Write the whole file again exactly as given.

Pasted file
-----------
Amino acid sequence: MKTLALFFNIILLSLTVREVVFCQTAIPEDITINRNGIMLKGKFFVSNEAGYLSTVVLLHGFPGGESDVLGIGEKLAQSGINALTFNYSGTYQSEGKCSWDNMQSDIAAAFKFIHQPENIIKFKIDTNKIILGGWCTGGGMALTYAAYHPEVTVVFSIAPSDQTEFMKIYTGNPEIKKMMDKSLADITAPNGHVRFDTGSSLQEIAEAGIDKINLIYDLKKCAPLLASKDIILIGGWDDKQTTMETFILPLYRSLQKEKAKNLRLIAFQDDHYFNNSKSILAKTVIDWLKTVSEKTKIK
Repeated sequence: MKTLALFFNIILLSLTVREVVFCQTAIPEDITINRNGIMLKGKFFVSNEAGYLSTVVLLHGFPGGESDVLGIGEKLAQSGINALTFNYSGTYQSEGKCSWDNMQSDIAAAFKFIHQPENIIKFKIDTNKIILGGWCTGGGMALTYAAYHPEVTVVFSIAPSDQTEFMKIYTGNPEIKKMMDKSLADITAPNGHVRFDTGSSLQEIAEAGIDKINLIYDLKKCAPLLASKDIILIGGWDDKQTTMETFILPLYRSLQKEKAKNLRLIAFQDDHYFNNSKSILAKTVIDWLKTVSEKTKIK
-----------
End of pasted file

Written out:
Amino acid sequence: MKTLALFFNIILLSLTVREVVFCQTAIPEDITINRNGIMLKGKFFVSNEAGYLSTVVLLHGFPGGESDVLGIGEKLAQSGINALTFNYSGTYQSEGKCSWDNMQSDIAAAFKFIHQPENIIKFKIDTNKIILGGWCTGGGMALTYAAYHPEVTVVFSIAPSDQTEFMKIYTGNPEIKKMMDKSLADITAPNGHVRFDTGSSLQEIAEAGIDKINLIYDLKKCAPLLASKDIILIGGWDDKQTTMETFILPLYRSLQKEKAKNLRLIAFQDDHYFNNSKSILAKTVIDWLKTVSEKTKIK
Repeated sequence: MKTLALFFNIILLSLTVREVVFCQTAIPEDITINRNGIMLKGKFFVSNEAGYLSTVVLLHGFPGGESDVLGIGEKLAQSGINALTFNYSGTYQSEGKCSWDNMQSDIAAAFKFIHQPENIIKFKIDTNKIILGGWCTGGGMALTYAAYHPEVTVVFSIAPSDQTEFMKIYTGNPEIKKMMDKSLADITAPNGHVRFDTGSSLQEIAEAGIDKINLIYDLKKCAPLLASKDIILIGGWDDKQTTMETFILPLYRSLQKEKAKNLRLIAFQDDHYFNNSKSILAKTVIDWLKTVSEKTKIK